With Autumn Comes the Pear

Pears a one of my favorite things about fall. They have a bit of a deeper flavor than an apple but all the juiciness. They come in a large array of varieties and can be prepared almost every which way form poaching, to roasting, to baking, to juicing, to drying, and to eating them raw and probably plenty I am forgetting.

For a long time the pear was just another fruit for me. One that tended to get soft and brown almost as quick as a banana. It wasn’t until I came across a technique of roasting the pear packed in salt that everything changed for me. 

I would looking to do a fun fancy dinner and had a recipe for a duck breast that had something they called pear relish to go with it. I then thought about wanting to make a sauce that would help bring out the pear flavor and looked at the Alinea cookbook and found Roasted Pear Purée. You hear Alinea and if you’re any kind of foodie you’re thinking there’s no way I am going to even try to cook from Alinea’s cookbook but you would be surprised that a lot of these Michelen starred restaurants cookbooks have a lot the can be done at home and used in very meaningful ways. Take their Pear Purée recipe. Nothing could be simpler. Pre-heat the oven to 375ºF, lay the pears (the recipe calls for 10 but you can adjust to your needs) in a roasting pan (something with tall edges), then pack in coarse  kosher salt (depending on the size of the pan it can take up to 3 ½ pounds of salt (don’t worry you won’t be eating the salt) ensuring you cover all the pears well all the way around with a thick layer of salt. Roast for 1 hour. Remove from the slat. (The salt will form a “shell”.) When the pears are cool enough to handle peel and core. In a blender, combine the sugar (100 grams, that’s a ½ cup, for ever 10 pears), blend until smooth.

I can’t tell you how amazed I was at the flavor this pear purée had! It was so intense and full. Because of the roasting in salt it trapped all the moisture in cooking the pear evenly throughout and causing the natural sweetness and it’s flavor to intensify. (Oh, and the pear purée was a perfect balance to the fattiness of the duck breast.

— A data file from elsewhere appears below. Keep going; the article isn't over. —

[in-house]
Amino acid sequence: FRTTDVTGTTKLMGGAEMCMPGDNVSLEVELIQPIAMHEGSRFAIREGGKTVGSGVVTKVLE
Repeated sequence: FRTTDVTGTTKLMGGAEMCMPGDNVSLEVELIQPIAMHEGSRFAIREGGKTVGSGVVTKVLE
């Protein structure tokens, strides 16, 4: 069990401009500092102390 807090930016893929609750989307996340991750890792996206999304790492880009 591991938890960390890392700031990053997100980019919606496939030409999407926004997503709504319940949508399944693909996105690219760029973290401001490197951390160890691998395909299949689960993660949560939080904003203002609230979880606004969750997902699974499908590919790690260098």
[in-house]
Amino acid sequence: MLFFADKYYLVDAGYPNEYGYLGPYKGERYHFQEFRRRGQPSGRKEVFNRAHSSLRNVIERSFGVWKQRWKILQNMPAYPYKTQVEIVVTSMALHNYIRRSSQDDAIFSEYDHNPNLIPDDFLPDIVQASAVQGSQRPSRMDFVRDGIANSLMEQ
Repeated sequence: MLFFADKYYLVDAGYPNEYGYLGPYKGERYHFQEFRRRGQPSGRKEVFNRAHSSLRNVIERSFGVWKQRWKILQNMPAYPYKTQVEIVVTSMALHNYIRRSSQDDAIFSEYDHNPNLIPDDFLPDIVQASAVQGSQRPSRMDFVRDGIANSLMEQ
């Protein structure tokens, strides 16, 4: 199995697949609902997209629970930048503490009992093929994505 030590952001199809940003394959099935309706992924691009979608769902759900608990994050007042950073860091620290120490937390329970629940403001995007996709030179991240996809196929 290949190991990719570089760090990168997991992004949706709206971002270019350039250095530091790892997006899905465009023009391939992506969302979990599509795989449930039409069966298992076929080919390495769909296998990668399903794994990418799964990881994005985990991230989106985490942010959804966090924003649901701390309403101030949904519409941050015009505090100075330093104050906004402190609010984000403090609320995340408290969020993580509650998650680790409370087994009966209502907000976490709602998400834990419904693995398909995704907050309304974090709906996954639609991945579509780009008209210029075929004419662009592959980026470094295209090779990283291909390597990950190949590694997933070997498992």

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Now that we are in pear season again I am trying new ways to use pears. Currently I am working on a quinoa oatmeal with pears and persimmons. The Quinoa, Steel-Cut Oats, and the Pears were all cooked together in my pressure cooker with some spices. Unfortunately I didn’t get the sweetness from the pears I was hoping for. So now my idea is to cook the gains in the pressure cooker and then make my pear purée and fold the two together. Then portion it out and rewarm it in the mornings as needed and top with all my extras.

I also made Rye Berry, Chicory, Pear and Walnut Salad. In the recipe it calls for thinly sliced pears which I did the firs time I made it. However the second time I diced the pears and added them in to the rye berry mixture.

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One of the things I am looking forward to trying this year as well is the recipe in Dandelion & Quince “A Steamed Pear to Soothe a Cough”. So the next time you are in the grocery store and see the wide array of pears this time of year think to yourself “what can I do with these?” and just remember that they can be anything from breakfast to dessert and everything in between!

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